the investors use preferred local trading exchange for trading for trading in commodity
Q.6 what is your perception about Commodity Market?
Less Risk 30 30.0
Risk 52 52.0
Very Risk 18 18.0
Total 100 100.0
I can know that commodity is risky because the inventor says that there is no one can
predict to the commodity price in a market so that commodity is risky for the investing.
Perception About Commodity
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We also that found that the 30% peoples are commodity is less risky and 18% peoples are
commodity is very risky.
Q.7 For each statement given below, please tick mark in the box to in the indicate your
Objective: To check the effectiveness of factors in determining commodities
price from investor’s perspective.
Mean and Standard Deviation
Factors which affects to determine commodities price
Agree Neutral Disagree Strongly
Export-import data of commodities
issued by government to the
47 26 15 10 2
Flood, earthquake, droughts and
tsunami create fluctuation
26 39 17 14 4
If buyers are standing less than
suppliers, reduces the price of
33 19 25 21 2
Government policies like monetary
and fiscal policy affects commodities
19 27 30 21 3
Crude oil inventory level data affects
18 29 16 28 9
Seasons like monsoon, winter and
summer affects to the price of
20 27 19 21 13
Statement Mean Standard
Export-import data of commodities issued by government to the
Flood, earthquake, droughts and tsunami create fluctuation
If buyers are standing less than suppliers, reduces the price of
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From the above graphical presentation and tables, we can say that investors are almost
agree with the all the statements related to the factors which affect to determine
We have calculate the mean and standard deviation for each of the statements and their
mean ranges from 1.94 to 2.81 which represent that investors are agree about that all the
factors are more or less important in determining commodity prices.
The most important factors that affects the price of commodities are Export-Import data
of commodities issued by government, Flood, Earthquake, Droughts and Tsunami, If
buyers are standing less than suppliers, Government policies like monetary and fiscal
policy, interest rate issues by RBI and Foreign Exchange rate affects to commodities
price, having mean of 1.94, 2.31, 2.4, 2.62, 2.81 and 2.8 respectively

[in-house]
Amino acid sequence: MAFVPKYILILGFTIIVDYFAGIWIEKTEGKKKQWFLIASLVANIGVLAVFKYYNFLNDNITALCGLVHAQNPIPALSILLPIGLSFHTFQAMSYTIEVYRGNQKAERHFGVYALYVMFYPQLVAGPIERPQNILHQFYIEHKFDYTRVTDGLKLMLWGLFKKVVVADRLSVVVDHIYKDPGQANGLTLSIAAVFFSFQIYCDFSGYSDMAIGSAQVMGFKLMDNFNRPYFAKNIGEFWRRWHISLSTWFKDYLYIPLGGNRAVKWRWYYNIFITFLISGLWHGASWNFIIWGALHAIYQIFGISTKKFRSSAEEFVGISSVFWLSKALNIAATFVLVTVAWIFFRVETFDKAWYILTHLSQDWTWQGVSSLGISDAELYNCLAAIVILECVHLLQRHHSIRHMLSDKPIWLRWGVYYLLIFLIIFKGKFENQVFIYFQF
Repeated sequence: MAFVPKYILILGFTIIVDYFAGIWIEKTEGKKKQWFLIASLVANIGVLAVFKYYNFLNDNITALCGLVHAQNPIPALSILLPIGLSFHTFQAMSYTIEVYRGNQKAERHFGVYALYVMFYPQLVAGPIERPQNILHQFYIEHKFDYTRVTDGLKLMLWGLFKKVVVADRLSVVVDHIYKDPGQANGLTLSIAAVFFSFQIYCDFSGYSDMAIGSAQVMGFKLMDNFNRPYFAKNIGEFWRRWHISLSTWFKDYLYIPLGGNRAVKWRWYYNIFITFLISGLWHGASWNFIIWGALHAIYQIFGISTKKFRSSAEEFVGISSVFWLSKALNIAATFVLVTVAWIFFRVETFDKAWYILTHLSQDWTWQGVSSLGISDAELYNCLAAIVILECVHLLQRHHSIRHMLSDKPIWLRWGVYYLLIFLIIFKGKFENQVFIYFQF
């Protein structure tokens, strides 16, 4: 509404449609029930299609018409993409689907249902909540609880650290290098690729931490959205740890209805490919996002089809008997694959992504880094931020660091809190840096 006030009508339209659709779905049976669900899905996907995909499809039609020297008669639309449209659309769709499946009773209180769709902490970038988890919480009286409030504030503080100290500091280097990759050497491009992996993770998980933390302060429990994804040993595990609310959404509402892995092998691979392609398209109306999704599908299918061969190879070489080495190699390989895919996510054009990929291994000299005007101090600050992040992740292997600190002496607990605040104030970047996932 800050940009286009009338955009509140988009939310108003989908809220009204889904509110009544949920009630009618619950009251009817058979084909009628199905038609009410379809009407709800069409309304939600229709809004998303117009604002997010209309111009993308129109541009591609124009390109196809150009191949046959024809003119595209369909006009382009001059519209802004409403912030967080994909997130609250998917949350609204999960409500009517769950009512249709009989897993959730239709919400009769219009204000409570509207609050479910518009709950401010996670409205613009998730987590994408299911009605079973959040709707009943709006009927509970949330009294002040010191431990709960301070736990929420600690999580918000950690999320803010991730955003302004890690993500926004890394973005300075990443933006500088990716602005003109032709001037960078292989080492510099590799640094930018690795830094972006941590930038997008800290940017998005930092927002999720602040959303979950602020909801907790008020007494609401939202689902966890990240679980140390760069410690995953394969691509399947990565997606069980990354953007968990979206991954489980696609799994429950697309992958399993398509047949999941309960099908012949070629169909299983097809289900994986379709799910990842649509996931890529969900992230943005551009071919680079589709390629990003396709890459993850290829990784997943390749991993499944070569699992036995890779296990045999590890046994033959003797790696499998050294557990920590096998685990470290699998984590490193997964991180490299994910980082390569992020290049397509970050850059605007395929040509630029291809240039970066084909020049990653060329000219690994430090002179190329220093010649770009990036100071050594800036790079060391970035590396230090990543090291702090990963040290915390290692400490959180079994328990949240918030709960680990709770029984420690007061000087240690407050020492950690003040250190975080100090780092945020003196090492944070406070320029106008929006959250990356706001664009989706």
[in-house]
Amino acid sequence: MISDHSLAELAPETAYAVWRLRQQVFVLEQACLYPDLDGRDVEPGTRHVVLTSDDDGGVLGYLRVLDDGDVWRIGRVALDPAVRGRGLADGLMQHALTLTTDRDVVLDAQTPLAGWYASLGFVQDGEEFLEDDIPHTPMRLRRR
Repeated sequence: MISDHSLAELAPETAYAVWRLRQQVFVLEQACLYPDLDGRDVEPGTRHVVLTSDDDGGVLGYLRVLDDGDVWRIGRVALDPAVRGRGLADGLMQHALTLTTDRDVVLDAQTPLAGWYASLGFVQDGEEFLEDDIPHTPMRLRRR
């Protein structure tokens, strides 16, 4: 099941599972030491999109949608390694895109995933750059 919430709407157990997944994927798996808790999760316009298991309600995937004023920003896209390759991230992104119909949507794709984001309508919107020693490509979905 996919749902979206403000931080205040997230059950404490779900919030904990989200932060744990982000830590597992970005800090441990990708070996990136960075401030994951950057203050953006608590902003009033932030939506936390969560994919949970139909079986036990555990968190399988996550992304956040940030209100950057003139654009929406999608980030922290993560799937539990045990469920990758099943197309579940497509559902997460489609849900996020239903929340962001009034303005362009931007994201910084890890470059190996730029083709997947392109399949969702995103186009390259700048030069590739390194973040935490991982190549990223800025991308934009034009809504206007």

1.099 1.125 1.206
1 2 3 4 5 6
Mean Standard Deviation
Government policies like monetary and fiscal policy affects
Crude oil inventory level data affects commodities prices. 2.81 1.277
Seasons like monsoon, winter and summer affects to the price of
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Q.8 Give your opinions about the followings…….
Objective: To check investors’ perception as compared to equity market and currency market
and to check views over reliability and transiency of on line trading in commodity market.
Agree Neutral Disagree Strongly
Commodity market gives more return
than equity market and currency market.
43 24 9 19 5
Commodity market consists more risk
than equity market and currency market.
19 33 24 23 1
Commodity market is less volatile then
equity market and currency market.
17 24 32 20 7
Commodity market fluctuation makes
impact on equity market and currency
17 32 28 19 4
Online trading in commodity market is
16 30 22 26 6
Online trading in commodity market is
17 18 17 26 22
Statement Mean Standard
Commodity market gives more return than equity market and currency
Commodity market consists more risk than equity market and currency
Commodity market is less volatile then equity market and currency
Commodity market fluctuation makes impact on equity market and
Online trading in commodity market is transparent. 2.76 1.182
Online trading in commodity market is reliable. 3.18 1.410
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From the above graphical presentation and graph we can come to know that investor’s
opinion is approximately neutral for the two statements. The statements are commodity
market and give more return than Equity market and currency market and commodity
market consists more risk than Equity market which has mean of 2.19 and 3.18
respectively and on the basis of that we can say that investors are neutral about both the
In our study, we also found that investors are agreeing about the following statements.
Commodity market is less volatile than Equity market and currency market, commodity
market fluctuation makes impact on Equity market and currency market , online trading
in commodity market is transparent, online trading in commodity market is reliable
because their means are 2.54, 2.76, 2.61 and 2.76 respectively.
1.077 1.164 1.100 1.182
1 2 3 4 5 6
Mean Standard Deviation
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Gender Frequency Percent
Male 79 79.0
Female 21 21.0
Total 100 100.0
In our study, we have taken a sample of 100 investors who invest in commodity market.
Out of 100, there are approximately 79% respondent are male while rest of the
respondents are female.
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2. AGE GROUP: